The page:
Guest post provided by The Strength Continuum
Isometrics produce a muscle contraction but doesn’t actually move the joint. For example, holding a pair of dumbells with the arms flexed or sitting in the bottom of a squat.
Isometrics are common in physical therapy but often overlooked in the gym. They’re not as exciting as bench pressing, squatting, or putting in conditioning work, but they can be an important part of your program.
The Importance of Isometrics
Isometrics have many applications and reasons to incorporate them into your training program. Here is a short list of reasons why to include them in your training:
Isometrics have been researched a ton for their ability to decrease pain. They have proven effective in providing an acute decrease in pain for people dealing with patellar tendinopathy (ref), Achilles tendinopathy (ref), elbow tendinopathy (ref), and rotator cuff tendinopathy (ref).
For increasing the stability of a joint, the position that it’s in matters. If you don’t have a problem bench pressing but struggle to maintain a good position when you press overhead, then your stability work needs to be done overhead. Isometrics are a great way to spend more time in specific positions to improve the strength and stability for your specific needs.
Increased Time Under Tension
Building mechanical tension in the muscle is vital to putting on size and strength. Whether it’s a pause at the end of a rep or using specific isometric exercises, they can increase the time under tension while accumulating minimal fatigue.
When to Use Isometrics
So, we have the why, but what about how or when to apply them?
In my opinion, deciding on how to implement isometrics into a training program largely depends on the athlete’s situation.
For Pain or Injury
For anyone dealing with an injury or pain, add in isometrics as part of the warm-up.
Most any activity will get your body warm and prepare you for the upcoming workout. But consciously selecting isometric drills that target your weak links will give you an added bonus of decreasing pain and/or improving the quality of your workout.
Select a few (no more than 2 or 3) isometric drills that are specific to the injury or pain and perform them as part of a warm-up.
For Injury Prevention or Dealing with Deficiencies
For the athlete that’s not currently in pain, but has a history of injury or a problem that limits their performance, add isometrics as ‘fillers.’
Athletes in this situation will benefit greatly from targeted isometrics during the rest periods of the lift or exercise that gives them problems.
For example, we often see athletes with a history of shoulder pain with pressing overhead. They usually go to Physical Therapy to fix the issue with a treatment plan focused on improving your posterior rotator cuff strength.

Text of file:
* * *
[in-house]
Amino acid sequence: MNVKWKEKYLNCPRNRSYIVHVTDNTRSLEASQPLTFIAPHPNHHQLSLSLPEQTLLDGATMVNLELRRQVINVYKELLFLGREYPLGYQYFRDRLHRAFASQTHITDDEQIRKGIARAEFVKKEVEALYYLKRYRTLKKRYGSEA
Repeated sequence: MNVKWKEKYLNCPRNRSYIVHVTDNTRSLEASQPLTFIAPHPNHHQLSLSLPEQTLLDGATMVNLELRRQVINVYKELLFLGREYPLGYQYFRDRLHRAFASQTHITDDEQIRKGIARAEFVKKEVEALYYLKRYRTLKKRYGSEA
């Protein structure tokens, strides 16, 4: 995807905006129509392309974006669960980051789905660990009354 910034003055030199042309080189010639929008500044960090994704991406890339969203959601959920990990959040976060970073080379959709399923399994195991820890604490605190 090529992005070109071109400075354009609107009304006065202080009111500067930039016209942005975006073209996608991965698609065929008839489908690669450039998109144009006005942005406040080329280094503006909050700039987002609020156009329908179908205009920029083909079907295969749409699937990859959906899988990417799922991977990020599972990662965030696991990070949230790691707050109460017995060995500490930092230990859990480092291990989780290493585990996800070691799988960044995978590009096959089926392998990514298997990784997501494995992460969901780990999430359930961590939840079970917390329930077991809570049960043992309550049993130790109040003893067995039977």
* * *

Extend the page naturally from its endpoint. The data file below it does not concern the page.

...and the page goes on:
Fast-forward a few months and the athlete is back to overhead pressing without a problem. But to keep the shoulders healthy, it’s beneficial to add in some banded ‘T’ step-backs between sets of overhead presses to add some extra volume and durability to the posterior cuff.
(Check out how to do this exercise here: The Strength Continuum)
For Strength and Performance
As we mentioned before, isometrics are not confined to dealing with pain or injury. For healthy athletes, isometrics can help improve performance.
Feeling weak or uncomfortable at the bottom of the squat? Adding in paused squats to your program might be the solution.
Always missing deadlifts right below the knees? Isometrics at that specific angle will improve your strength at that sticking point.
Isometrics for Health and Performance
Isometrics are not the sexiest exercises and usually considered something for rehab until you can get back to the fun stuff in the gym. But an understanding of how to incorporate them into your program will not only keep you healthy over the long haul, but can also improve your performance.
Guest post provided by The Strength Continuum
The Strength Continuum is a team comprised of a Physical Therapist and a Strength Coach, who view Strength and Conditioning and Rehabilitation on a continuum as opposed to in isolation.
Read more about them in their bios below and be sure to follow them on social media and check out their blog: The Strength Continuum
Stephanie Sfara, PT, DPT, CSCS, is a Doctor of Physical Therapy, graduating from Youngstown State University in 2018, and a Certified Strength and Conditioning Specialist through the NSCA since 2017. Steph attended Armstrong State University in Savannah, Georgia where she studied Rehabilitation Sciences as her undergraduate degree. While there, she was a scholarship athlete culminating her competitive volleyball career by earning All-American recognitions her senior year in 2014. Since then, she has remained an avid weightlifter and has further developed a passion in working with other athletes and active individuals to improve their movement, performance, and health both in and out of the gym. Steph actively uses her training knowledge and athletic experiences to improve patient outcomes with optimal loading and injury prevention in the clinic.
Jordan Smuts, MS, ATC, CSCS, is a Certified Athletic Trainer and Strength Coach. He graduated from Indiana University with a Master’s of Science in Kinesiology with an emphasis in Sports Medicine in 2013 where he was also an Assistant Athletic Trainer with IU athletics. Prior to that, Jordan attended Franklin College where he graduated with a degree in Athletic Training while also playing baseball all 4 years. Since then, he has continued to have a passion for lifting and fitness which ultimately prompted a move from the clinical side of things to a career in the fitness industry. Jordan uses his personal athletic and training experiences in conjunction with knowledge of program design and exercise prescription to help his athletes better their performance both in and out of the gym.